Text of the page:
While some staff members welcomed her exit as a matter of journalistic accountability and others said she was being made a scapegoat, most agreed that her resignation was inevitable. The Gannett Co. paper is preparing this week to release parts of a final investigative report on Kelley's falsified stories and plagiarism from countries around the world. ("USA Today's Top Editor Quits Under Fire," www.washingtonpost.com, April 21, 2004)
The article noted that less than a year ago the executive editor of the New York Times was forced to resign after several fabrications by a reporter were revealed.
If it wasn't so already, the ongoing scandals exposing human depravity in high places, would make one a skeptical regarding the possibility that anyone wealthy could also be honest. Jesus also commented on the power of wealth:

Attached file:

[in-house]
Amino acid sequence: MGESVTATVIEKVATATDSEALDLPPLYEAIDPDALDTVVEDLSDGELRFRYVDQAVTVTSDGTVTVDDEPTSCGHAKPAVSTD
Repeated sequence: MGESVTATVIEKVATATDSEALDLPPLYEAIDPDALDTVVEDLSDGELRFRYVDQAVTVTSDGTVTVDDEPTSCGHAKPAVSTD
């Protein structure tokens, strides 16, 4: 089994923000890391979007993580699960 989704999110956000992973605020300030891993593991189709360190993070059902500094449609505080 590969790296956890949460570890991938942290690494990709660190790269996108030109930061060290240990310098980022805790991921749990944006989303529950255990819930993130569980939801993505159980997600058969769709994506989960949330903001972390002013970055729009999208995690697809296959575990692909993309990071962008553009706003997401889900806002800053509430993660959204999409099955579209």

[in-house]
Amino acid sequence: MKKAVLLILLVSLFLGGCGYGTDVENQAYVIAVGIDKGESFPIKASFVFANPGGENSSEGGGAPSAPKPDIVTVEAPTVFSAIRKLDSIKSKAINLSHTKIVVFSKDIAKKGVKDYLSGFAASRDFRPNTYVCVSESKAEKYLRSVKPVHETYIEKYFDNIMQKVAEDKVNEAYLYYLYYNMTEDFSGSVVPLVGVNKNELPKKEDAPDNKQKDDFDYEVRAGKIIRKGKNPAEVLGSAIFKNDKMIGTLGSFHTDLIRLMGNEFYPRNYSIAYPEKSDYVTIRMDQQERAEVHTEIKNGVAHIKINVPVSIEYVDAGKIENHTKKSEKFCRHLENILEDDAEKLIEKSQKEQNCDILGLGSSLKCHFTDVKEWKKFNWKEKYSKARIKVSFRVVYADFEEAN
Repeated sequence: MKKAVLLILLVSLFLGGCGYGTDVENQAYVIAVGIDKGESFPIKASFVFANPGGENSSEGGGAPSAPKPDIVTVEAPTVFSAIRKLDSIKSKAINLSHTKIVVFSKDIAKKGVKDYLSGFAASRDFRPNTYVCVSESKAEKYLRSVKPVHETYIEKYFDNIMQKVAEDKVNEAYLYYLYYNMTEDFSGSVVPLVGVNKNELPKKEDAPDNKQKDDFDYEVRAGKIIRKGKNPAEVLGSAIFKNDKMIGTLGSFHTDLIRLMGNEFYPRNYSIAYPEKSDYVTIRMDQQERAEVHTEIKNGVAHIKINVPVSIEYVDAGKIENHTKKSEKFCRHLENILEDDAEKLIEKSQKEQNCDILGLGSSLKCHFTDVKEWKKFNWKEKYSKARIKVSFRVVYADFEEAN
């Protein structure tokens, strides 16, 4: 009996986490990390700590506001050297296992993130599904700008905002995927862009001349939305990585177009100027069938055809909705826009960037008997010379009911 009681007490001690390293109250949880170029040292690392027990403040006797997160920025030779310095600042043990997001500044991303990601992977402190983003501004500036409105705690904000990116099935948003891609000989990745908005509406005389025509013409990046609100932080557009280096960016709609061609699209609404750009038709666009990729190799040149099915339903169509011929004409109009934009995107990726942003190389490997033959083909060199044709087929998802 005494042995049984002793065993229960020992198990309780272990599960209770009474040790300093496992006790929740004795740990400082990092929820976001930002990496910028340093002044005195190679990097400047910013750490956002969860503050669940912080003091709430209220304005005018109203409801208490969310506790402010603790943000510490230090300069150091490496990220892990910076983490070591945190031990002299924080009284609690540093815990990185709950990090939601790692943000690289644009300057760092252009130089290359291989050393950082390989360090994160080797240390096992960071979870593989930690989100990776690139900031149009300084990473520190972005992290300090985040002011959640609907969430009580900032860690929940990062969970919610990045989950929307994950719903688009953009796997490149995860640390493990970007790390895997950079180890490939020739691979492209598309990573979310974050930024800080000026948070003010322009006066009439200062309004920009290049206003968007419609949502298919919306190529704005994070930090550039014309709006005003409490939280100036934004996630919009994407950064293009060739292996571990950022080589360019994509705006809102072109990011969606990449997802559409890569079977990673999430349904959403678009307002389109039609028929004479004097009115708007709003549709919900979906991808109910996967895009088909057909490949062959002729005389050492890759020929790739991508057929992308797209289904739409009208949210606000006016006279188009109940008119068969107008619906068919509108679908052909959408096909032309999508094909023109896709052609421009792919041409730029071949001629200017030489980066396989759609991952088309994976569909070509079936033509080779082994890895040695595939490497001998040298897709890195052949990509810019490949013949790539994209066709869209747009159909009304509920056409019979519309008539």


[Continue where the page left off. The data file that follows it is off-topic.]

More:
And Jesus looked round about, and saith unto his disciples, How hardly shall they that have riches enter into the kingdom of God! And the disciples were astonished at his words. But Jesus answereth again, and saith unto them, Children, how hard is it for them that trust in riches to enter into the kingdom of God! It is easier for a camel to go through the eye of a needle, than for a rich man to enter into the kingdom of God. (Mark 10:23-25).
Jesus also said that all things (including the salvation of a rich man) are possible with God. While the existing corruption is reported far more frequently than honest business activity, nonetheless we are warned that such corruption with bring difficult times in the last days:
This know also, that in the last days perilous times shall come. For men shall be lovers of their own selves, covetous, boasters, proud, blasphemers, disobedient to parents, unthankful, unholy, Without natural affection, trucebreakers, false accusers, incontinent, fierce, despisers of those that are good, Traitors, heady, highminded, lovers of pleasures more than lovers of God; (2 Tim. 3:1-4).